Disillusioned, you could have one of the skeezes at your fingertips and you'd probably feel better, you'd be less lonely and more relaxed. You'd probably be happier. I'm not going to tell you that you wouldn't. But it is a trade-off. Are you ready to give up your religion for temporal happiness? This is probably the hardest choice religious people have to make. Do you sacrifice happiness now for the truth? I had to remind myself that I think truth is more important than enjoying earth life. Isn't that what it means to be a saint? Isn't Christianity about sacrifice? You're not a Christian because you were promised wine and roses. See the wine and roses for what they are and compare their value to your religion. Which is more important to you?


...I could go on and on with this topic. I've thought about these things for years and years now.

Take care of yourselves.

8 comments:

Stephen said...

They develop a sense of entitlement, believing that because they've followed the rules they deserve a perfect life. 

Very well said. But God is not a black box (or a magic box of any kind) and this life is not the end goal. 

Left by Stephen M (Ethesis)

Beatrix Kiddo said...

Thanks for that! I DEFINITELY needed that reminder!!! 

Left by Rin

Hellmut said...

I like the parable of the talents. In the end, we are responsible for our lifes. God blessed us with a brain. Sheltered by our parents, we acquired judgment. Now, we are responsible for ourselves, not Church leaders. Just because some choices are unconventional does not mean that they are inappropriate or evil. When we open our minds to the opportunities that life provides for us, we may not become happy but we will be better off.

Parable of the talents, great advice from Jesus Christ. 

Left by Hellmut Lotz

Anonymous said...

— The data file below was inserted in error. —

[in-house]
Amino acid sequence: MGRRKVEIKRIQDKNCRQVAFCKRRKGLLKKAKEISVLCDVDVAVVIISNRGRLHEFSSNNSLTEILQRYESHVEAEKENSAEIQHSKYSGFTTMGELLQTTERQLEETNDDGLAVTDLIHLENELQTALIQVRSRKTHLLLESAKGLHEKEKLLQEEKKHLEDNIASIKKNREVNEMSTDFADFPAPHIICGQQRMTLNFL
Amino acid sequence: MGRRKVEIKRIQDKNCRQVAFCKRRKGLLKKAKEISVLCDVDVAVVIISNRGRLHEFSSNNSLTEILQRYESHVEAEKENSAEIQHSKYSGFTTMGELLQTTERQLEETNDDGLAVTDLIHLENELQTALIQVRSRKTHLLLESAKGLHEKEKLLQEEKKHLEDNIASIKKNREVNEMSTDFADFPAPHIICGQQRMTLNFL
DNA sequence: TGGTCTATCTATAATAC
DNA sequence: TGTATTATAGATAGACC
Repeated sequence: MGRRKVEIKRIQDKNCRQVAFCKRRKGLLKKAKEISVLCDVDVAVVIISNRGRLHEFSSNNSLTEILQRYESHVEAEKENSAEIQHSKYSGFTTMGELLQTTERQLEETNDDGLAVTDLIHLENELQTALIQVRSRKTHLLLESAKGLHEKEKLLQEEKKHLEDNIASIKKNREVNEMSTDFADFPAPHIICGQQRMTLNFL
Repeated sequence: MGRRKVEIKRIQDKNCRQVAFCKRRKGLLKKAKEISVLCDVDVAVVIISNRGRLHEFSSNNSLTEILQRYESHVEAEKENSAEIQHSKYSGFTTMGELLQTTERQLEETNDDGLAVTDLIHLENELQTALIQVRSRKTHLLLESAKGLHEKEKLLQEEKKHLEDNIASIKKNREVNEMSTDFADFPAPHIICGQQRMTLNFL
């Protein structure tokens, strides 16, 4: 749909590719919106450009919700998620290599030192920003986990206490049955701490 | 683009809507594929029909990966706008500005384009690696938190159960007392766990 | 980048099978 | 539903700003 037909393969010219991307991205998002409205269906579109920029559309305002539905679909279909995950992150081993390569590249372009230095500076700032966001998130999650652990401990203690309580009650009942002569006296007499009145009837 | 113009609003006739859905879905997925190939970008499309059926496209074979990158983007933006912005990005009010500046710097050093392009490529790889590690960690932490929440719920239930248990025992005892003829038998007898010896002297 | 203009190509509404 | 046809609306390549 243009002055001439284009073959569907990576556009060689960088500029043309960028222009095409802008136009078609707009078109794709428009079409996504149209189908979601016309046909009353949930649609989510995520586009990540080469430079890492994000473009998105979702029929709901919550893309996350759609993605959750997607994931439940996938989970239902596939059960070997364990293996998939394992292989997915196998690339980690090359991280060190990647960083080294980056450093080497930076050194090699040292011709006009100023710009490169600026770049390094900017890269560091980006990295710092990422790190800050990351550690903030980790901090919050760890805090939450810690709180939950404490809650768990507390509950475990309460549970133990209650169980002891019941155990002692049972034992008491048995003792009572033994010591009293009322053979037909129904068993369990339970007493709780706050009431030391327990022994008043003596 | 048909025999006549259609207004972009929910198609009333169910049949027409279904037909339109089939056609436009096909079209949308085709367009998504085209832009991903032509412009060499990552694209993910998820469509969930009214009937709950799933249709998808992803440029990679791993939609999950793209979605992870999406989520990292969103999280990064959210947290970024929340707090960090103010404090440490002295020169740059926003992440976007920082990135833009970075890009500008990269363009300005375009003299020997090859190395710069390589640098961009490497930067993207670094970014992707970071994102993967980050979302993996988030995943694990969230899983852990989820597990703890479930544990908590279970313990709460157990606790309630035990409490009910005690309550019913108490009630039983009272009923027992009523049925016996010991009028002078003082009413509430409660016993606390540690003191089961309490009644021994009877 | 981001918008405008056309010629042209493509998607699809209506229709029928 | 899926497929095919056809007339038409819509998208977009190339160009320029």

That was the best entry/post you have ever written. I can relate to the person who wrote to you, because I was in my 30s & LDS before I got married. I also remember feeling those same EXACT feelings of "where is my place and what am I supposed to do." Never fear the family ward, you might be happily surprised, I was, because that is how I met my husband.

Elder Nelson gave a great talk in Oct 2005 confrence about the healing power of the Atonement, and he states that because of the Savior, "No condition is hopeless...and real joy awaits each of us on the other side of sorrow."

Don't give up the faith.



 

Left by Anon in NM

Adam said...

"We weren't promised joy in this life. This life is a trial by definition. I think a lot of people in this church forget that. They develop a sense of entitlement, believing that because they've followed the rules they deserve a perfect life. We are promised blessings but we weren't promised we'd have them NOW. Are we more righteous than Christ? His life was terrible! We don't necessarily get rewarded on earth for obedience. This is where faith comes into play. It takes a mountain of faith to keep going when we can't see the benefits."

With that paragraph you have summed up what eludes 95% of us 95% of the time; including myself. I've been following your blog for a while now and have to say that this posting is positively brilliant. 

Left by Adam

Anonymous said...

Thank you for that post! I needed that reminder, also. May I say that I'm really digging the healthy celibate as of late? Because I am. Again, thanks.

a spectator said...

I like this so much. Thanks for writting it. 

Left by aspectator

Miranda said...

I think most people in the modern world could stand to read this post. I've been reading your blog for a little while now and this is the first post that really made me think about my life and how I have been a little off-track for the past little while.

Thank you very much!
 

Left by Miranda